Surprise Party: Lebanon High’s Barber Welcomed Home

  • Julie Barber with her mother Kate Barber is greeted in front of the Cornish Fire Department on Feb. 21, 2017 in Cornish, N.H. Supporters surprised the family with a welcome home gathering for Julie. (Valley News - Jennifer Hauck) Copyright Valley News. May not be reprinted or used online without permission. Send requests to permission@vnews.com.

  • Tracey Barber, of Hartland, Vt., waves as Julie Barber her niece returns to her home in Cornish, N.H., on Feb. 21, 2017. A welcome committee had gathered at the Cornish Fire Department. (Valley News - Jennifer Hauck) Copyright Valley News. May not be reprinted or used online without permission. Send requests to permission@vnews.com.

  • With a police and fire department escort Julie Barber returns to Cornish N.H, on Feb. 21, 2017.(Valley News - Jennifer Hauck) Copyright Valley News. May not be reprinted or used online without permission. Send requests to permission@vnews.com.

  • Julie Barber is greeted by a crowd of well wishers with her mother Kate Barber in front of the Cornish Fire Department on Feb. 21, 2017 in Cornish, N.H. (Valley News - Jennifer Hauck) Copyright Valley News. May not be reprinted or used online without permission. Send requests to permission@vnews.com.

Valley News Staff Writer
Published: 2/21/2017 11:54:35 PM
Modified: 2/22/2017 11:53:32 PM

Cornish — Ancient Romans called their lavish parades through city streets a “triumph.” Some were celebrations of military victories, others involved banquets that lasted for days. But all featured parades through the city, letting the community at large share in individual success.

Julie Barber earned her own triumph. On Tuesday, the Lebanon girls hockey defenseman returned to her hometown of Cornish a conquering hero.

She fought and won her battle with grade II astrocytoma, a spinal cancer that left her without control of her body from the stomach down. After two months at Spaulding Rehabilitation Center in Boston — a stint that was supposed to last only five weeks — Barber, with her mother, Kate, returned to Cornish for only the second time since the 17-year-old was diagnosed in early December.

Chris Chilton, who works for both the Cornish Rescue Squad and Plainfield Fire Department, was determined to give Barber the reception she deserved.

“It’s a good way to put a smile on her face, to welcome her home,” said Chilton, who wore a purple #BarberStrong shirt over a sweatshirt on Tuesday. “The way the community of Cornish is, (this was a way to) let the family know that the community has their backs. Anything that they need, all they have to do is ask.

“For a 17-year-old to be going through what she’s going through, and the spirits she’s been in, I figured just one more smile on the way home would make a huge difference for her,” he added.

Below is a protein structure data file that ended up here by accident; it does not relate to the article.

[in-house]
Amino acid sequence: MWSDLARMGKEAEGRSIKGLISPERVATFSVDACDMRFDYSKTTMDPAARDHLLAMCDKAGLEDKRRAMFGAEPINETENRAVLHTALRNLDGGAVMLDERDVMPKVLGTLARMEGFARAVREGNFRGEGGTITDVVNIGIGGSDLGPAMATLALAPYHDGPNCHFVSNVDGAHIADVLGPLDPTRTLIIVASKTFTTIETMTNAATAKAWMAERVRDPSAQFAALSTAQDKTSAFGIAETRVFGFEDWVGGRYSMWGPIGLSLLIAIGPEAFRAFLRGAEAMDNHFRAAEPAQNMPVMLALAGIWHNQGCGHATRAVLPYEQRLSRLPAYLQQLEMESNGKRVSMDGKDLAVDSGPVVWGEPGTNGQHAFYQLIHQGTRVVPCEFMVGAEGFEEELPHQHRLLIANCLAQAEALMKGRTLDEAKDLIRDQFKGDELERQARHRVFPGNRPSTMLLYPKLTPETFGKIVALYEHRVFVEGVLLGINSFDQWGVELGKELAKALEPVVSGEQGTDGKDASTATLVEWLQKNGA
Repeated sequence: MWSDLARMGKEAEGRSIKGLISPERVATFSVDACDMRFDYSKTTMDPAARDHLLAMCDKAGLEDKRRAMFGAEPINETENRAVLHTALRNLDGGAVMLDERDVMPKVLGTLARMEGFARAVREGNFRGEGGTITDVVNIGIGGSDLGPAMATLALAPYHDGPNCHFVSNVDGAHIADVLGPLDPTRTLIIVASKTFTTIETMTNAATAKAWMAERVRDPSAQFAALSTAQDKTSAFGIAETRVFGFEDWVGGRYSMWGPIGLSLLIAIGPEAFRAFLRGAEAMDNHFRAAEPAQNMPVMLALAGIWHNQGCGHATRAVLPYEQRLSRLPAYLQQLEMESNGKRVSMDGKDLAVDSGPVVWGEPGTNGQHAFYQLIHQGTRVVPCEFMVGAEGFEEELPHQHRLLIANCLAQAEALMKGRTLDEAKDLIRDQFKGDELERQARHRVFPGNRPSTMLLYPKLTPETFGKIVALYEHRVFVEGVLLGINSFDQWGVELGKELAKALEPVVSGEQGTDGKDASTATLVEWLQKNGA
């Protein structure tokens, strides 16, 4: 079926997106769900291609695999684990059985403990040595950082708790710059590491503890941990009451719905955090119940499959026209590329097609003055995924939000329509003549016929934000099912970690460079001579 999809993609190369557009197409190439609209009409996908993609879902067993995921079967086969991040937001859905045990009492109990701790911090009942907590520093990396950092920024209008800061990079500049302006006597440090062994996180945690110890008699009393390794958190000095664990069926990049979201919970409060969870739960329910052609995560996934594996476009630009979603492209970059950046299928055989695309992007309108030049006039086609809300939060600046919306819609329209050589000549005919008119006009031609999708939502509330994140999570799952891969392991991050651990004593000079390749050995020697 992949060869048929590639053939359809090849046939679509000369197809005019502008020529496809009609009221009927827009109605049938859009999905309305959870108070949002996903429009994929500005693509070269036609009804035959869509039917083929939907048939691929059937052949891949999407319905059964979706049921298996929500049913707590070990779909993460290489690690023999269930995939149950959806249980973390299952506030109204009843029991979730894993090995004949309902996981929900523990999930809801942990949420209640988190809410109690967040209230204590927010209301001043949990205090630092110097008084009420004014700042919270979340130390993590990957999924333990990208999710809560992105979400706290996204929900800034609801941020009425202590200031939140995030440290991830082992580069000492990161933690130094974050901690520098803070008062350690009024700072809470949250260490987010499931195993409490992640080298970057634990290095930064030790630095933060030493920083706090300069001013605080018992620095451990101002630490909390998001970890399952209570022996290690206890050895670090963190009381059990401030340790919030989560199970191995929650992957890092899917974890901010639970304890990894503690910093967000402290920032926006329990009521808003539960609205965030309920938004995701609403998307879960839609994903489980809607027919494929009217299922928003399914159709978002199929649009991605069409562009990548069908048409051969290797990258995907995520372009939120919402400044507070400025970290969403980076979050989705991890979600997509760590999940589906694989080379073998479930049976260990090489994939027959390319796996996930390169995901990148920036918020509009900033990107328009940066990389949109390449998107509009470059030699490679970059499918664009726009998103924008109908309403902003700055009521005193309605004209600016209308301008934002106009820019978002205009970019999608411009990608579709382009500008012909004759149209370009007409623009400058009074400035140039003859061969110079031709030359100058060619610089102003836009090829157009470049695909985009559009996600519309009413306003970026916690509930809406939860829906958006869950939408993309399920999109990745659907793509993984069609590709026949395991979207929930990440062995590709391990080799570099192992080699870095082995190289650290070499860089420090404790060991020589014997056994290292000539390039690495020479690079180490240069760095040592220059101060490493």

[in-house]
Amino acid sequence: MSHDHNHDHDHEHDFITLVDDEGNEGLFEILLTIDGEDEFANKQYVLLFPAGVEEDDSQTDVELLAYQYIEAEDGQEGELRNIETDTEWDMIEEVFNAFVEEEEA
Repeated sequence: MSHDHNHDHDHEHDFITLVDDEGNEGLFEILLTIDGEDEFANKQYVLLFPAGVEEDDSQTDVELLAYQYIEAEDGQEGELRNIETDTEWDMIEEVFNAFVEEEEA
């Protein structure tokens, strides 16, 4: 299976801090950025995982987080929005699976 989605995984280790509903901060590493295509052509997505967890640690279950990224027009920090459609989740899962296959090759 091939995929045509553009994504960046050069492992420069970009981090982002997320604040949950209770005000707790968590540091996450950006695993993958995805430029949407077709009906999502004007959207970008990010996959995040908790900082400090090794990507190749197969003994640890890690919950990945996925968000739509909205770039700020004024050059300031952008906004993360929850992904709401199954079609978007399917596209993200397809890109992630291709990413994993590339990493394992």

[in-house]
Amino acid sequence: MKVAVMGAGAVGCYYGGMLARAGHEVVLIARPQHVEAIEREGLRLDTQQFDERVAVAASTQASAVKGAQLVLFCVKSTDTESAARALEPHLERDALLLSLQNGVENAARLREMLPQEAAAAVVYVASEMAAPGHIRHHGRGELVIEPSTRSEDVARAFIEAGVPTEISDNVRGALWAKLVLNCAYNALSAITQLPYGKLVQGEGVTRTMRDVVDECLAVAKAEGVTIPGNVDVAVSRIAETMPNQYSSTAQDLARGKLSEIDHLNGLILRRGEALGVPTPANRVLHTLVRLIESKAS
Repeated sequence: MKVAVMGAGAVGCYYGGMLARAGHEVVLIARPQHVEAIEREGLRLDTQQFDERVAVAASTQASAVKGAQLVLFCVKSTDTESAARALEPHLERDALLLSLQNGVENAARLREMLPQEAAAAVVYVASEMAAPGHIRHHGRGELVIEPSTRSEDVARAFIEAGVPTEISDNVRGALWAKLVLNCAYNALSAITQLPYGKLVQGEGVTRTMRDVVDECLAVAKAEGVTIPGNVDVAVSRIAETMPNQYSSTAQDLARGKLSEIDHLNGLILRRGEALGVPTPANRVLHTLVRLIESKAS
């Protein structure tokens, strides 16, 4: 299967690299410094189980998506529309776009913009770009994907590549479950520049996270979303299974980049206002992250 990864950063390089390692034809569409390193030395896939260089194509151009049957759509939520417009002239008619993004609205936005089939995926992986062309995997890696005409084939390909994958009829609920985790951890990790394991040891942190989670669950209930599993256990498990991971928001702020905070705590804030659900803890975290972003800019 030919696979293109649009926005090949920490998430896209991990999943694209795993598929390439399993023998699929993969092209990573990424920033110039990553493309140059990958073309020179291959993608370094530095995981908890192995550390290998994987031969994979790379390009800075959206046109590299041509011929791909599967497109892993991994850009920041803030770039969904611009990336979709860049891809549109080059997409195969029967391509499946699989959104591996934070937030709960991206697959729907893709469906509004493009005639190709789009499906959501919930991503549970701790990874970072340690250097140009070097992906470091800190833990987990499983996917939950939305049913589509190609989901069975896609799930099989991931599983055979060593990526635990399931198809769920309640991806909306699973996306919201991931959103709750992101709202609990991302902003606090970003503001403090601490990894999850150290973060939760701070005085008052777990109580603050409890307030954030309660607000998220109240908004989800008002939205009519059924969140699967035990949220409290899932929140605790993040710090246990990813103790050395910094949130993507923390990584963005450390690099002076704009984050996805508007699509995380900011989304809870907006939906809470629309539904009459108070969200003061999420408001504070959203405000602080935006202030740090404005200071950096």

A few phone calls and some posts on social media was all it took for Chilton to spread the word. The Cornish Fire Department and Police Department, Sullivan Country Sheriff’s Department, Meriden Fire Department and Plainfield Police were all involved.

A police escort, including Chilton in a red Cornish Rescue truck and Plainfield officer Anthony Swett in a squad car, met Julie and Kate on Whaleback Mountain Road, off of exit 16 on Interstate 89. Chilton flagged the car down, which was about to drive away if not for Chilton’s hand signals to illustrate something was going on. The Barbers stopped, confused. Chilton pulled ahead and got out of the truck to tell the pair to follow him. Swett followed the Hyundai and the caravan started its trip to Cornish.

On the back of the truck was a blue sign, handmade, that read “Welcome Home Julie #17.” The Barbers followed the sign into town.

About seven spectators waved and cheered as the caravan passed the Meriden Deli, where multi-colored signs were set up in advance.

The caravan finally stopped at the Cornish Fire Department, where a group of about 25 were waiting. The well-wishers — most wearing #BarberStrong T-shirts — included family, friends and neighbors, all of whom had been eagerly awaiting Barber’s return.

“I’m friends with both her sisters, Lily and Greta,” said Autumn Spaudling, who had been waiting with her mother, Michelle. “We just wanted to welcome her home. … It’s probably really happy for everyone. She’s been gone for a while.”

Added Michelle: “It’s neat to see everyone out here. We were happy to come and happy to make posters and get to see her again. We haven’t seen her in person (since Barber was in the hospital).”

A group of volunteers helped Barber out of the car and into her wheelchair to thank the crowd. She reiterated just how surprised she was to see everyone out to greet her.

“I guess my mom was getting some texts today, saying, ‘What time are you leaving? What exit are you getting off on?’ ” Julie Barber said. “She just now was telling me that.

“It was so cool,” she added. “I feel very welcome. … (I’m) definitely very excited to be home.”

The caravan moved to the Barber home and was greeted by more signs on the side of the road and another group of waving supporters. Three purple balloons were tied to the family mailbox.

Barber, who is planning to attend tonight’s Lebanon girls hockey game at Campion Rink against Manchester Central, settled in back inside her home. People who were there to visit got a look at the new renovations: A handicap ramp from the driveway wraps around to the front door; her bedroom, built as an addition to the first floor, is nearly complete.

Barber was asked at the Cornish Fire Department if she feels like she’s at the end of a long journey.

“It feels like she end of a long chapter,” she responded.

Finally home, she now gets to start the next one.

Josh Weinreb can be reached at jweinreb@vnews.com or 603-727-3306.




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